The sensitivity of mountain glaciers to small-scale climate fluctuations makes records of their past extent among the best proxies for identifying spatio-temporal climate variability. Here we build on the few existing Holocene records of local glacier change in Greenland by using three independent geochronological methods—proglacial lake sediment analysis, cosmogenic 10Be surface-exposure dating, and in situ 14C burial modeling—to reconstruct continuous records of Holocene glacier variability on Nuussuaq, West Greenland. 10Be ages of perched boulders indicate eastern Nuussuaq was deglaciated between ∼11.0 and 10.5 ka. Radiocarbon-dated sediments from two lakes on Nuussuaq contain mineral-rich layers between ∼9.6 and 9.0 and ∼8.7–8.0 cal ka BP that may be correlative with nearby ice sheet moraines deposited in the early Holocene. Multiple proxies for glacier size indicate frequent, high-amplitude glacier fluctuations superimposed on net glacier growth during the late Holocene, with significant ice expansion phases at ∼3.7 ka, 2.8 ka, and throughout the past ∼2 ka. Mean 10Be ages from five nested moraine crests confirm that local glacier extents on Nuussuaq culminated during both the Little Ice Age [∼1470 C.E. (n = 3)and 1750 C.E. (n = 3)]and the preceding centuries (∼520–1320 C.E.; n = 11). Results reveal that local glaciers on Nuussuaq episodically advanced and retreated at centennial timescales throughout the Holocene, most likely in response to regional climate changes in West Greenland superimposed on the progressive insolation-driven cooling trend in the Northern Hemisphere. Our new 10Be moraine chronologies coupled with other glacier-size proxies corroborate an emerging pattern of significant summer cooling and glacier expansion in the centuries prior to the Little Ice Age in the Arctic.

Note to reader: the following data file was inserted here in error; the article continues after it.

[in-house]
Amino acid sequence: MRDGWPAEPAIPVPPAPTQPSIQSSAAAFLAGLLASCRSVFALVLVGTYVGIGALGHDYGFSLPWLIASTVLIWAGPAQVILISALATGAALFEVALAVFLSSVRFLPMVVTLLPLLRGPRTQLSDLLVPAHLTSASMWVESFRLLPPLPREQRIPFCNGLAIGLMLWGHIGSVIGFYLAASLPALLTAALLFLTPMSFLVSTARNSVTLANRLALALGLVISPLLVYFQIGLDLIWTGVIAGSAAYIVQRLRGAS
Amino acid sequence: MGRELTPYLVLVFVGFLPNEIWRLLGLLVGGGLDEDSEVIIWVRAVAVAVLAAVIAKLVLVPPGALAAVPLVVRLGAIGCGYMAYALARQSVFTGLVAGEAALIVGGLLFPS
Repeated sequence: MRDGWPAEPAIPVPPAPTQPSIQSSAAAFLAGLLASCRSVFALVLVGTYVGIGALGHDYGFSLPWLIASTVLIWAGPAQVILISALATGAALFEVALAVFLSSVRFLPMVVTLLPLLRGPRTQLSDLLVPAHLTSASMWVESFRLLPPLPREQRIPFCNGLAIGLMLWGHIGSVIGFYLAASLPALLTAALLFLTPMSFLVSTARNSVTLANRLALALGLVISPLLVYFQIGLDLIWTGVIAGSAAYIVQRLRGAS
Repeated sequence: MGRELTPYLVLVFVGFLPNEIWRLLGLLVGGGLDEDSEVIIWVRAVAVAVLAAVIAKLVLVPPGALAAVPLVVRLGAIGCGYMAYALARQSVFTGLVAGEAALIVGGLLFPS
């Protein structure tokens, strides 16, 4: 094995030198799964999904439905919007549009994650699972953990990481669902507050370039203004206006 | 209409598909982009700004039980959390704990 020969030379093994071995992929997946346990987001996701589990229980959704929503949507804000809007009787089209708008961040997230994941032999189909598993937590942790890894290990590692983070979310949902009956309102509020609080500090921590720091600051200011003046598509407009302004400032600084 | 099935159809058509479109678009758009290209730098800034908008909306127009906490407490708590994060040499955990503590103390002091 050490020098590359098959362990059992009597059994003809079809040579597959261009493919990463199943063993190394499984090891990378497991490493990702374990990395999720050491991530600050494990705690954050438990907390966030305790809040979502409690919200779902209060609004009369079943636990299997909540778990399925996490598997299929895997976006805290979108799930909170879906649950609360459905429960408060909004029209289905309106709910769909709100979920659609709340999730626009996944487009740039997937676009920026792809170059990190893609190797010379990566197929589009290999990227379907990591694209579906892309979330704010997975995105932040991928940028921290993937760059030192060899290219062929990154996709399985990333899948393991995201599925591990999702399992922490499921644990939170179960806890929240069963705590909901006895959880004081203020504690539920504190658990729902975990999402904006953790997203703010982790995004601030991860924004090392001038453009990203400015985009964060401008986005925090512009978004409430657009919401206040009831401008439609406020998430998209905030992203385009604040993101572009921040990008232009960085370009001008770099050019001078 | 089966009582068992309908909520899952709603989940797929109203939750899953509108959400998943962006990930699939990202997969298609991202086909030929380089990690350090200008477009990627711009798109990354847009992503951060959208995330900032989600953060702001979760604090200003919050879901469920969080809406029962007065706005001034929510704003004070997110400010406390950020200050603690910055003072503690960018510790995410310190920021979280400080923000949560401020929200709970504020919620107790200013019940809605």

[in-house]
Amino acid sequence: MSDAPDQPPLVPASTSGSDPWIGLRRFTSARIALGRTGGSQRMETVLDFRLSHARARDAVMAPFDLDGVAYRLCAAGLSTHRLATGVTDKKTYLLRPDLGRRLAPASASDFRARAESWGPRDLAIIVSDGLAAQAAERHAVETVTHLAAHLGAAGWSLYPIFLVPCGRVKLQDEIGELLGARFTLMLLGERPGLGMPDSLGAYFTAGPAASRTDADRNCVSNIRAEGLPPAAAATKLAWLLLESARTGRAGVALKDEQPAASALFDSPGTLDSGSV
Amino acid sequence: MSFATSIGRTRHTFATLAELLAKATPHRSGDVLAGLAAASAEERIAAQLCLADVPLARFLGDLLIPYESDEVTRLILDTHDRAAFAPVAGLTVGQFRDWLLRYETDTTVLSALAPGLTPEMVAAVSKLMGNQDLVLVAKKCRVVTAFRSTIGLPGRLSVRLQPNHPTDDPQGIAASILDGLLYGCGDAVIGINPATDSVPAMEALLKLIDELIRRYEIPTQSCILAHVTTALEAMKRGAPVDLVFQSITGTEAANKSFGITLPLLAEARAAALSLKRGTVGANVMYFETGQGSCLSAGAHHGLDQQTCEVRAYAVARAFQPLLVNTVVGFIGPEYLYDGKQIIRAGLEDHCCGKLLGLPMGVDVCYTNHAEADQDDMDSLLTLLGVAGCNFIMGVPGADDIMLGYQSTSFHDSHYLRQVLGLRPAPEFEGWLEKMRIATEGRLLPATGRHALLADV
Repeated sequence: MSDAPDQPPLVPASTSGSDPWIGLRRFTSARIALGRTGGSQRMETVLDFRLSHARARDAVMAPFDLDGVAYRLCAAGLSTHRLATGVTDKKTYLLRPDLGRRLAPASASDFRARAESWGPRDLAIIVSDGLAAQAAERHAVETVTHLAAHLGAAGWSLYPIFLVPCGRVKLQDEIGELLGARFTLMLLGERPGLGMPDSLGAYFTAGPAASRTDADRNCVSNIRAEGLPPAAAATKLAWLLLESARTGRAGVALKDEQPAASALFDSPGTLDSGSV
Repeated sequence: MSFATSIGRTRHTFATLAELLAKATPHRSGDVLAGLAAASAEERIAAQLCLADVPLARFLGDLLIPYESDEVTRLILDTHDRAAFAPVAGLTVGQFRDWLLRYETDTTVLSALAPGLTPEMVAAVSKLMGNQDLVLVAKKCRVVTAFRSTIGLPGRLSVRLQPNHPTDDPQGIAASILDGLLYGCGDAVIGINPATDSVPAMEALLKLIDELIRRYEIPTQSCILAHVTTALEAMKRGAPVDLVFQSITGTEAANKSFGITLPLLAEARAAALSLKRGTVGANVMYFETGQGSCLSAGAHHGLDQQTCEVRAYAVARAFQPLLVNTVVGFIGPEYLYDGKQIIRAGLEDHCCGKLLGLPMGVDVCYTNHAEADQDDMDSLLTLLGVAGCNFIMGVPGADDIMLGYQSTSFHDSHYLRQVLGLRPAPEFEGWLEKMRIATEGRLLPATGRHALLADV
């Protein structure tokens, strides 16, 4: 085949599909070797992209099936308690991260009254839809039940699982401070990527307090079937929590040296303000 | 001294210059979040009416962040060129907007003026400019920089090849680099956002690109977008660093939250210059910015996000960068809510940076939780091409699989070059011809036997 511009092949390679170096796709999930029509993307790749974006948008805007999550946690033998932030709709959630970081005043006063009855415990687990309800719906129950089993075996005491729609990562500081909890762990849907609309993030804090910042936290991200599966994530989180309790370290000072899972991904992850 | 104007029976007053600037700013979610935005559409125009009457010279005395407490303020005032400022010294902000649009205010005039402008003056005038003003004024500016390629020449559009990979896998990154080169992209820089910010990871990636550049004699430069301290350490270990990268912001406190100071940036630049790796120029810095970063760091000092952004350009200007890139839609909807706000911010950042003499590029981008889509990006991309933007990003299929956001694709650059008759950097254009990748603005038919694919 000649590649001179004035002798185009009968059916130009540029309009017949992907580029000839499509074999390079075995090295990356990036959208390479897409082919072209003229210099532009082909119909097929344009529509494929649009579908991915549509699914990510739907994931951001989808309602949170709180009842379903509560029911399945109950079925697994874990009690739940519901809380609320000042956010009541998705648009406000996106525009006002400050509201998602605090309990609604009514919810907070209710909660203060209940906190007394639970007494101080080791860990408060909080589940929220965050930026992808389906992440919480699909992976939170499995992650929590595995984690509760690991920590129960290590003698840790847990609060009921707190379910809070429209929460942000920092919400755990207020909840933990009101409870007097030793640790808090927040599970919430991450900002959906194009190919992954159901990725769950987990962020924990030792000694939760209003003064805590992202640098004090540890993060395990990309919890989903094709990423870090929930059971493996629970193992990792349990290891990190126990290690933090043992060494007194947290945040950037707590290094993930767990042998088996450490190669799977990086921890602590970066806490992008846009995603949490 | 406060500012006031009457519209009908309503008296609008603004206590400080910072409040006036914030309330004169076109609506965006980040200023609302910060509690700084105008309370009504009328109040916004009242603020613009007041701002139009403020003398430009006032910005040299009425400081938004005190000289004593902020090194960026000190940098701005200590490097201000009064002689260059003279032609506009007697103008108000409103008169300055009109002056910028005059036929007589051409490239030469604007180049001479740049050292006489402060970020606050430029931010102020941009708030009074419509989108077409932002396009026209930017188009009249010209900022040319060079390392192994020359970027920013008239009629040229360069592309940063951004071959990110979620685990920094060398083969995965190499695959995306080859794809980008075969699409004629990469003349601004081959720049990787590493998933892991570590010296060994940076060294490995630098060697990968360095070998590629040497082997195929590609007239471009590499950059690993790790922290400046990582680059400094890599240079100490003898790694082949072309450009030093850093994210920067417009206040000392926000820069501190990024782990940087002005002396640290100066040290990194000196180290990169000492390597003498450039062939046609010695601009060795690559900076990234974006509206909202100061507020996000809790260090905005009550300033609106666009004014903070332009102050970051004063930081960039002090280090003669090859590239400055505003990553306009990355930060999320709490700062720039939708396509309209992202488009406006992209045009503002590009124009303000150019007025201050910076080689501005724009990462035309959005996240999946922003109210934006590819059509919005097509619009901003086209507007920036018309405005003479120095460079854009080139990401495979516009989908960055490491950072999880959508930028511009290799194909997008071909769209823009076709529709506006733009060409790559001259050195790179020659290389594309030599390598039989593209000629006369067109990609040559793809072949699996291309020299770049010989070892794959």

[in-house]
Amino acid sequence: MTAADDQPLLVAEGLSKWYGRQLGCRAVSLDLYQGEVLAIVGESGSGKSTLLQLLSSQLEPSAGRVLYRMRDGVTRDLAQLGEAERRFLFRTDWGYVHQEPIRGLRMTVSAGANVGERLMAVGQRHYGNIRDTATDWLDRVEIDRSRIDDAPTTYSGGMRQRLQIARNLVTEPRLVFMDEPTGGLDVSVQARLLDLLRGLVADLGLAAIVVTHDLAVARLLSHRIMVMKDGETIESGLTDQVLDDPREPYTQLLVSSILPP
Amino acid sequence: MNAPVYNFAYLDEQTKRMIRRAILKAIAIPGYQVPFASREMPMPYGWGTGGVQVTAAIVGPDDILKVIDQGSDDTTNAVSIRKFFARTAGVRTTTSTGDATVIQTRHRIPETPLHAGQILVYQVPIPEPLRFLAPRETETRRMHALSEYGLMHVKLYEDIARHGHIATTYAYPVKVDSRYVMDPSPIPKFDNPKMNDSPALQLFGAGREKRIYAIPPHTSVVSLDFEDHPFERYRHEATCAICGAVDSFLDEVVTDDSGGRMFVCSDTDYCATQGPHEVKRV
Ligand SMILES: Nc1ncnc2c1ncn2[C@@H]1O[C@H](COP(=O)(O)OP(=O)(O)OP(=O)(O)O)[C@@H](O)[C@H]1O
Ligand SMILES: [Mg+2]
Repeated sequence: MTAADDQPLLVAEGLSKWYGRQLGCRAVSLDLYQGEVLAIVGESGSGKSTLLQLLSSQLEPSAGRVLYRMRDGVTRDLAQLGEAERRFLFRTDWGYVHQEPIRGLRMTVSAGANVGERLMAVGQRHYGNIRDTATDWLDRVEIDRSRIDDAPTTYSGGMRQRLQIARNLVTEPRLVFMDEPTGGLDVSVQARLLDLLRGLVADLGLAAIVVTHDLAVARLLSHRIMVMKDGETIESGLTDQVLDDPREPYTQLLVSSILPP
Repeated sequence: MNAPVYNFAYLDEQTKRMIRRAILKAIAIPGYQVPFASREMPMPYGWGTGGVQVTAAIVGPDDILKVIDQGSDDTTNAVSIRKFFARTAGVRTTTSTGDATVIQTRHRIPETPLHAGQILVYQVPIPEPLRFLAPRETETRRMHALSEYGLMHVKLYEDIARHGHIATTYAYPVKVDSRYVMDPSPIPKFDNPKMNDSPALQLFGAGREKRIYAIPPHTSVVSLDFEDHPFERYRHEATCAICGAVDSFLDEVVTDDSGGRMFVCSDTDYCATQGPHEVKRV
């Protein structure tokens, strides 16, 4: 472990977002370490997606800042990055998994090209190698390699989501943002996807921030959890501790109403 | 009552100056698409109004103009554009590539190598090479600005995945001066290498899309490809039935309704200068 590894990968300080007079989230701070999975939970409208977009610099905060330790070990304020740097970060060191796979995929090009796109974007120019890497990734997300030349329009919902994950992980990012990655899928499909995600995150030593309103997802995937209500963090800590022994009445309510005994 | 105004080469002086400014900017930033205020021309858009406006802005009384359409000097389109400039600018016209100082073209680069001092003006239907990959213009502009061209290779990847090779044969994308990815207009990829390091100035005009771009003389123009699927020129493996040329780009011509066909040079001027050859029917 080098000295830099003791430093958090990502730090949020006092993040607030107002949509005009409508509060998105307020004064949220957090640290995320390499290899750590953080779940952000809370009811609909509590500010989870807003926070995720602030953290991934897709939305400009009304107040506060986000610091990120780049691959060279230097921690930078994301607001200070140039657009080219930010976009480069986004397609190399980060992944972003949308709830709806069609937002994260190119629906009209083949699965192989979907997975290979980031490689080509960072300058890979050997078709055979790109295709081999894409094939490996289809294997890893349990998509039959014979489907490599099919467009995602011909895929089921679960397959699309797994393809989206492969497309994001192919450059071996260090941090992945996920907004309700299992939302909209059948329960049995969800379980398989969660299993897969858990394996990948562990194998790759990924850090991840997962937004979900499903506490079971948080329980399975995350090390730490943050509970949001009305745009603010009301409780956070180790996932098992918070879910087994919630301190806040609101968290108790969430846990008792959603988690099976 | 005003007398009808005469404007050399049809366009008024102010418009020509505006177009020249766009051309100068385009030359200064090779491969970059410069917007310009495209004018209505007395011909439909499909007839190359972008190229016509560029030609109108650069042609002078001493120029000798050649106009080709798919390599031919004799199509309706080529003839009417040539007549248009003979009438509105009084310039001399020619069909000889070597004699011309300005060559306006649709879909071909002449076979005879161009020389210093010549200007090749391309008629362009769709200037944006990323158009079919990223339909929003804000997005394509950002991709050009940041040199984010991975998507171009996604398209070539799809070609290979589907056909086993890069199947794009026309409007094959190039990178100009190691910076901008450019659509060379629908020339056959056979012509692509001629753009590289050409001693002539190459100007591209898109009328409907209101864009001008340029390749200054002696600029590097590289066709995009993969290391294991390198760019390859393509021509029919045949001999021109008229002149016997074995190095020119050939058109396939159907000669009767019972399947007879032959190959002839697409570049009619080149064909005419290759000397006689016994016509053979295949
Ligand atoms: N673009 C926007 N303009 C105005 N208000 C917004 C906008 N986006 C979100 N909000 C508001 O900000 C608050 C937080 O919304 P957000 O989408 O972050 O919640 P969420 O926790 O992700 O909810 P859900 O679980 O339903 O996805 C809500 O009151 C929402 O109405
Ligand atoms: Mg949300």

- Programområde 5: Natur og klima